A new book called The Goan Voice of Reason by Juino D’Souza has just been published.
Details about the book are given below.

If you are interested in purchasing a copy, please contact Angela Simoes directly on:


Author’s Note

Everyone has the freedom to voice his or her ideas on certain happenings at some point during his or her lifetime and in my journey as a freelance writer, I have had more than a fair chance to speak out on issues that I care about and firmly believe to be in the interest of the people of Goa and these I have expressed in my articles published largely in the Herald and also in The Navhind Times and Gomantak Times.

A well-alert citizenry is the foundation of an enduring democracy and my aim was to indicate and analyze different problems as they arose from time to time including the lack of transparency and accountability in public administration and other ills plaguing Goa which is witnessing a huge change whether politically, socially, culturally, economically and at all other levels with the growing outsider influx turning Goans into a minority.

I have toiled hard for many years and burnt the midnight oil sitting in front of my computer and pounding the keyboard examining various issues, while at the same time questioning something that has anguished me and which needs rectification.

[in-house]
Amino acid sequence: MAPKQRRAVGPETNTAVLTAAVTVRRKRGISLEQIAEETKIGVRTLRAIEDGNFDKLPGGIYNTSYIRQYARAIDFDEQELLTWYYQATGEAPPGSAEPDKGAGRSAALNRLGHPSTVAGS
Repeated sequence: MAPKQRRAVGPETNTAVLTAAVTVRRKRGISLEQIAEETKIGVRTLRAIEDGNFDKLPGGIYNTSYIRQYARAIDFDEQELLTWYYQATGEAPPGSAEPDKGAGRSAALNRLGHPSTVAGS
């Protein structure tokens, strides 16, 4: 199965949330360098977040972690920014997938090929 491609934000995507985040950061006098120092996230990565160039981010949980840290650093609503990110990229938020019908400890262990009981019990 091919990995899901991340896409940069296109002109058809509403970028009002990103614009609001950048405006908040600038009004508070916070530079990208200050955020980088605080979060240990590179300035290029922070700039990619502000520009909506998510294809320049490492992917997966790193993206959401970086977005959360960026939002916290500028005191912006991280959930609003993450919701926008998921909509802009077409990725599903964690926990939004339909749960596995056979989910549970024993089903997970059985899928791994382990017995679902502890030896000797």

It is said democracy lies in the hearts of men and women. When it dies there, no Constitution, no Law, no Court, no Government can do much save it.  I therefore thought it my bounden duty to voice my opinion because I purposefully consider that in building a healthy and robust goan society it is the ‘principles that matter most’ and our greatest fulfilment lies there.

I would not have attempted this book which is a compilation of such press articles, had it not been at the insistence of my friends who have encouraged me. They told me  that my writings had stimulated and evoked a considerable interest among the thinking public who not only have appreciated the strength of my mind, but also the moral courage to openly comment and even criticize some of the shortages, distortions and inefficiencies in governance even if it meant vehemently disagreeing with some of the most powerful people.

I have written on diverse topics of law and order, education, governance, politics, legal, social and cultural issues and many of my predictions came true. I am happy that several of my suggestions have led to reforms with those in government taking cognizance and applying the right correctives.

In the year 2004 I had predicted that the ‘River Princess’ will remain to linger in goan waters for many more years as vested politicians are out to rake money in her name and hence are complicating tenders and frightening bidders from performing her funeral. Even now the River Princess resides in Goa.

In 2005 I said that to have effective functioning of cooperatives, we should have a good cooperative law that can bring into being good cooperative movement through collective investment, thought, control, and action which is attractive and useful to a large majority of people. I am delighted that government has taken a note.